VP to FG agencies: Every one of our plans around sustaining economic growth, improving job creation & opportunities, whatever it is that we plan to make life better for the citizens, depends entirely on the environment in which people have to do business. It determines whether…
— Laolu Akande (@akandeoj) January 20, 2021
The Vice President said the business climate “determines whether they will invest their resources, expand their businesses, and it just determines practically everything.”
Osinbajo directed that all heads of MDAs of Nigerian regulatory bodies be presented with the outcome of the survey to get their feedback and seriously deal with the situation promptly because there must be accountability.
What you should know: Nairametrics reported last week that Prof. Osinbajo, during an MSME stakeholders’ meeting, disclosed that the Federal Government, in partnership with the private sector, would continue to provide interventions to boost the growth of small businesses across the country.
Malabu Oil Scandal: Prosecutors demand JPMorgan documents
U.S bank, JPMorgan has been ordered by a court to present documents of a transaction regarding the $1.3 billion Malabu oil field sale.
Prosecutors at the Milan Court holding a trial for the $1.3 billion Malabu oil field sale have demanded that U.S bank JPMorgan present documents of a transaction as part of the corruption case regarding the sale of the oilfield.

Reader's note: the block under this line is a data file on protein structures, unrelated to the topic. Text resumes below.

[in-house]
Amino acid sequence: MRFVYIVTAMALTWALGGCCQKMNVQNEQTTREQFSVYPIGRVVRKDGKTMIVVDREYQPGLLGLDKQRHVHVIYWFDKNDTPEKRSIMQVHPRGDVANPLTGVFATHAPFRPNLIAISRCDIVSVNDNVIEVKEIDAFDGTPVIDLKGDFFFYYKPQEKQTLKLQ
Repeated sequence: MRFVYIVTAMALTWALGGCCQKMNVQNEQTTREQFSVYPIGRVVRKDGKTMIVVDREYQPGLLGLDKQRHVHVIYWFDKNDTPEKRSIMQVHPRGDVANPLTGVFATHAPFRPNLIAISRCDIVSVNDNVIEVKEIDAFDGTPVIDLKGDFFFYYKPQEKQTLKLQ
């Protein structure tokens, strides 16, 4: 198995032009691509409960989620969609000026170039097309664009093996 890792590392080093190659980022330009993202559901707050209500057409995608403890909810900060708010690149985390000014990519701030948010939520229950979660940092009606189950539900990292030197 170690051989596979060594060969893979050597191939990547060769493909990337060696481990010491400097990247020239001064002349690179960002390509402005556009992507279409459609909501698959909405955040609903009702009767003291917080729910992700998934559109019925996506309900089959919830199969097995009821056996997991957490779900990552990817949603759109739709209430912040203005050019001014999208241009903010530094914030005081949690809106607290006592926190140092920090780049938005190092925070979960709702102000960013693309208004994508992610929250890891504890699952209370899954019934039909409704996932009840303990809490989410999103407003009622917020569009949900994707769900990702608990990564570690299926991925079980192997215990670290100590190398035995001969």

This was revealed in a report by Reuters, as the court case over the sale of the oil field continues. Prosecutors claim that nearly $1.1 billion was stolen by Nigerian politicians and middlemen, with former oil minister, Dan Etete, keeping half.
Prosecutors demanded that the Milan court accept emails sent by UK authorities, coming from a separate case launched by the Nigerian government against the bank for its role in the controversial deal.
The emails include a transaction between Nigerian Attorney General Mohammed Adoke Bello and JPMorgan using the address of a company owned by another Nigerian named Aliyu Abubakar. Prosecutors allege that he paid $500 million in cash as part of a bribe.
Both men have also been charged for corruption relating to the deal, with both pleading not guilty.
The second email includes two JPMorgan executives expressing views on whether to transfer $1.1 billion to accounts related to Nigerian banks. The Milan prosecutors said the emails were valid, stating that a Swiss and Lebanese bank had also expressed doubts over the transaction.
The Milan court said it would make a decision over the emails on the 3rd of February. The verdict of the court case is expected to be announced in March 2020.
What you should know
- Nairametrics reported that Dan Etete, former Nigerian Minister of Petroleum, said that the $1.3 billion sales of Malabu oil field to Shell and Eni in 2021 was legally perfect, with zero traces of corruption in the deal.